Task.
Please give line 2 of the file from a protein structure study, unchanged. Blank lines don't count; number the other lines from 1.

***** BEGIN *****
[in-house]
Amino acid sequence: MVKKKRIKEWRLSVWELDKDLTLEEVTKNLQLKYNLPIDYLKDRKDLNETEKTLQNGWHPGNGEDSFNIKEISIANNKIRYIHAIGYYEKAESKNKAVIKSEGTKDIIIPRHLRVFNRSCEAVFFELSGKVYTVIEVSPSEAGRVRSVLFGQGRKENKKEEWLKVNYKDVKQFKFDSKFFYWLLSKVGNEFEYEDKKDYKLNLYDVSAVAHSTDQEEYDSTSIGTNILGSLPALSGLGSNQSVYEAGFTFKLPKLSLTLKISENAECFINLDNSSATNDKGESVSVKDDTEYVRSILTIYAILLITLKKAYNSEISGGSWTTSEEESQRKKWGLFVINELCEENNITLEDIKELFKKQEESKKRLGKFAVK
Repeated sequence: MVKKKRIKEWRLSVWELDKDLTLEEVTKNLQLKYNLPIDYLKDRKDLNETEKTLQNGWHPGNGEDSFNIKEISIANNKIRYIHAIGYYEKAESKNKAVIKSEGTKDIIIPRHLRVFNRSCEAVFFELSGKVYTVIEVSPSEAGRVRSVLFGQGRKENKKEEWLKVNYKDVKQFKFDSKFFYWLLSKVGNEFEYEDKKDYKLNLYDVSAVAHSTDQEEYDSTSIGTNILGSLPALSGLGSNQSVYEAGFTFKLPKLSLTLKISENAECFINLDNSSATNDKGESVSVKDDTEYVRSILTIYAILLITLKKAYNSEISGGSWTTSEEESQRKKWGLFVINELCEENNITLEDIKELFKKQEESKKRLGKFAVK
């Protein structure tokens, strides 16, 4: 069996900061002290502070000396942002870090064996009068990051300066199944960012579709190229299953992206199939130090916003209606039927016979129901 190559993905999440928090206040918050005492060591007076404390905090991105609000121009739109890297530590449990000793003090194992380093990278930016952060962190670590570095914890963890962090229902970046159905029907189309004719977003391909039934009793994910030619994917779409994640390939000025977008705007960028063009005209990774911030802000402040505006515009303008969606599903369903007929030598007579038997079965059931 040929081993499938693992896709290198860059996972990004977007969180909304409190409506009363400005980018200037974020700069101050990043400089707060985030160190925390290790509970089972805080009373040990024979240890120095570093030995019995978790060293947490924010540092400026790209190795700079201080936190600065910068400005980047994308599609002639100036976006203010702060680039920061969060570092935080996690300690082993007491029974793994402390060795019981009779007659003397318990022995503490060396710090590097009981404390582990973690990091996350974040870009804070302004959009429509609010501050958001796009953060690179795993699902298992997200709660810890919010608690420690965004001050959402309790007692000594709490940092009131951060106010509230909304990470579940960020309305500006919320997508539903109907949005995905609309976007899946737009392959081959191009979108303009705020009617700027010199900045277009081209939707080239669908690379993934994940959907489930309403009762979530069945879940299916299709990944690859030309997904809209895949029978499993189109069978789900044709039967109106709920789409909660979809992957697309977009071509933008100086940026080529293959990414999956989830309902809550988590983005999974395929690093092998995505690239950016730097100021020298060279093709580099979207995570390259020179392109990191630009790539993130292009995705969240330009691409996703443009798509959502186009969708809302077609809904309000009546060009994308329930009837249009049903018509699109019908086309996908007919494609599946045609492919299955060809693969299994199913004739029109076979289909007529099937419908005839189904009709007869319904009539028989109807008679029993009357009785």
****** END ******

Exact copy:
Amino acid sequence: MVKKKRIKEWRLSVWELDKDLTLEEVTKNLQLKYNLPIDYLKDRKDLNETEKTLQNGWHPGNGEDSFNIKEISIANNKIRYIHAIGYYEKAESKNKAVIKSEGTKDIIIPRHLRVFNRSCEAVFFELSGKVYTVIEVSPSEAGRVRSVLFGQGRKENKKEEWLKVNYKDVKQFKFDSKFFYWLLSKVGNEFEYEDKKDYKLNLYDVSAVAHSTDQEEYDSTSIGTNILGSLPALSGLGSNQSVYEAGFTFKLPKLSLTLKISENAECFINLDNSSATNDKGESVSVKDDTEYVRSILTIYAILLITLKKAYNSEISGGSWTTSEEESQRKKWGLFVINELCEENNITLEDIKELFKKQEESKKRLGKFAVK